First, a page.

Corporation M accepted assignment of the offer of tender and the resulting payment obligation. As in Bunney, the Tax Court rejected the IRS's constructive dividend argument. The phrase "or his assigns" was given controlling significance; it created merely an alternative obligation that, in turn, meant Mr. B never was burdened by the type of unconditional obligation that triggers a constructive dividend.

Closely related to the alternative-obligation line of cases is the situation in which the agreement provides from the beginning for a corporate-level purchase but, if the corporation is unable or unwilling to perform, for a purchase by remaining shareholder(s). If the stock is actually redeemed, revenue ruling 69-608 says no constructive distribution arises; the remaining shareholder is only secondarily liable, thus the primary obligation necessary for a constructive distribution does not exist.

In a related pronouncement, IRS private letter ruling 9110029 addresses a situation not previously considered in case law. In the ruling, Mr. A entered into a contract with his coshareholder to acquire the right to purchase, on the latter's death, the stock owned by the estate.

Shortly after the coshareholder's death, Mr. A assigned his purchase right to the corporation, which redeemed the estate's stock. Although the ruling is uncomfortably vague on this point, it appears the redemption should not result in constructive dividend treatment for Mr. A. The ruling says the redemption should not be viewed as performed in satisfaction of Mr. A's primary and unconditional obligation to acquire the stock. Mr. A, in effect, simply purchased a call option on the decedent's shares and, by definition, an option (provided it is not exercised before assignment) does not create mutual obligations that might invoke constructive dividends.


For taxpayers who find their present agreements run afoul of the principles outlined above, it's not too late to make changes. Revenue ruling 69-608 says canceling an intrashareholder buy-sell agreement and replacing it with an agreement naming the corporation as the ultimate purchaser of the stock do not give rise to a deemed distribution because the restructuring took place when the shareholder's obligation was not yet unconditional. The obligation was, at the time of the revision, still voluntary. This revision rule is not limitless; Gerson v. Commissioner illustrates how a failure to adhere to it can create tax liabilities.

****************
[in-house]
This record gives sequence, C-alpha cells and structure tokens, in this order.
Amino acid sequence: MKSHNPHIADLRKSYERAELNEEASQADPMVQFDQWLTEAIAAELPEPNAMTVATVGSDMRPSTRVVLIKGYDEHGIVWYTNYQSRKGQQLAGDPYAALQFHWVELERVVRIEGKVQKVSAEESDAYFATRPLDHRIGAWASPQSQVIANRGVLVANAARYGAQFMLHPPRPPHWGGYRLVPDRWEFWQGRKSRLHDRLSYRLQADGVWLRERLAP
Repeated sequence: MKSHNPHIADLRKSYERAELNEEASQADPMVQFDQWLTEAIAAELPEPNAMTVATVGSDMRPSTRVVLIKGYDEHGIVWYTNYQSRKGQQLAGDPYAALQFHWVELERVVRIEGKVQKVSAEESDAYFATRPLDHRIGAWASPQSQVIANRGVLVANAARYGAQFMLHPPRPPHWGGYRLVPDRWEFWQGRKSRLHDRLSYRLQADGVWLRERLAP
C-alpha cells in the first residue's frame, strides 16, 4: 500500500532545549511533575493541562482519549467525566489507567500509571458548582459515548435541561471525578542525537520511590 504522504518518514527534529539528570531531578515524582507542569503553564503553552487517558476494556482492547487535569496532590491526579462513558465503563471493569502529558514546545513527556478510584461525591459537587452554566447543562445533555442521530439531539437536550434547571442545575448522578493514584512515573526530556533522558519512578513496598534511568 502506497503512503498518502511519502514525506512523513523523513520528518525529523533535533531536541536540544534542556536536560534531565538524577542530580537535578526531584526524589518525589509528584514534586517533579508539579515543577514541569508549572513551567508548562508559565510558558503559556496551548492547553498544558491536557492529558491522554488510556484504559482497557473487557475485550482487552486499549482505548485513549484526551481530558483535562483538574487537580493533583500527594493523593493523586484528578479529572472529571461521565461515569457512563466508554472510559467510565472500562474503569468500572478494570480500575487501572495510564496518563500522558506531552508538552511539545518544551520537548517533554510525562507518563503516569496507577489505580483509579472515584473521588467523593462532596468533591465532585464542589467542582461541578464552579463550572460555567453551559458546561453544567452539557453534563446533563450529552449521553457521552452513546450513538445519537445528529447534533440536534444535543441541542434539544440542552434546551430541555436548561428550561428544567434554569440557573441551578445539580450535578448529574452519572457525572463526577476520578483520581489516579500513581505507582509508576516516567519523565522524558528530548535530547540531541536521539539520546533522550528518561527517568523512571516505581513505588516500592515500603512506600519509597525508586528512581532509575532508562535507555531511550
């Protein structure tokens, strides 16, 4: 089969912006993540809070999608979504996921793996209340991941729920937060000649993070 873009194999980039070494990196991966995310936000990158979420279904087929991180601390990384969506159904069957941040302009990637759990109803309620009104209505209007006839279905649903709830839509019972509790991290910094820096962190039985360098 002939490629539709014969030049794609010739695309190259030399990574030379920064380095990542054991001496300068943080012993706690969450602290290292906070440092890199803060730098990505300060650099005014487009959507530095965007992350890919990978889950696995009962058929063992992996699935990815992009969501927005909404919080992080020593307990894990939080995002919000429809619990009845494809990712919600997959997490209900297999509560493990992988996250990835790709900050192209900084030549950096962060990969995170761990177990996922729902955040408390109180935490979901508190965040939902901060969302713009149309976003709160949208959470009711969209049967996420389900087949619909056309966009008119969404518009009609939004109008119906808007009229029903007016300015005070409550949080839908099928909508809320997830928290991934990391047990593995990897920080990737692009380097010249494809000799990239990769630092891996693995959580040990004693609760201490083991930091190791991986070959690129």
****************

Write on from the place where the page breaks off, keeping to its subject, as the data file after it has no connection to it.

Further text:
In Gerson, the shareholders executed a buy-sell agreement activated at death. The continuing shareholder and the decedent's estate executed a settlement letter providing for a purchase by the former of the latter's stock. The executor initially declined, but eventually was ordered, to comply with the letter. Ultimately, the estate's shares were redeemed. The continuing shareholder argued there had been a change in the original agreement--due to the executor's failure to comply--and thus the subsequent agreement was unrelated to the obligation under the original agreement.

The court disagreed. On death, obligations to buy and sell were created and everything that took place thereafter was directly related to these obligations. The redemption, therefore, was merely the final step in the participants' efforts to resolve their obligations under the original agreement. Accordingly, it discharged the continuing shareholder's primary purchase obligation and dividend treatment ensued. This case bolsters the idea that agreements can be revised but confirms such revision must occur before the confirms such revision event converts the executory responsibility into an unconditional one.


The need for buy-sell agreements in virtually every closely held corporate situation is apparent. It is equally clear improperly structured arrangements can lead to substantial tax liabilities when the corporation discharges a shareholder's purchase obligation. Tax counsel can perform a valuable service by guiding taxpayers in drafting new agreements or taking the steps necessary to cure defective pacts.
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Article Details
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Author:Willens, Robert
Publication:Journal of Accountancy
Date:Feb 1, 1992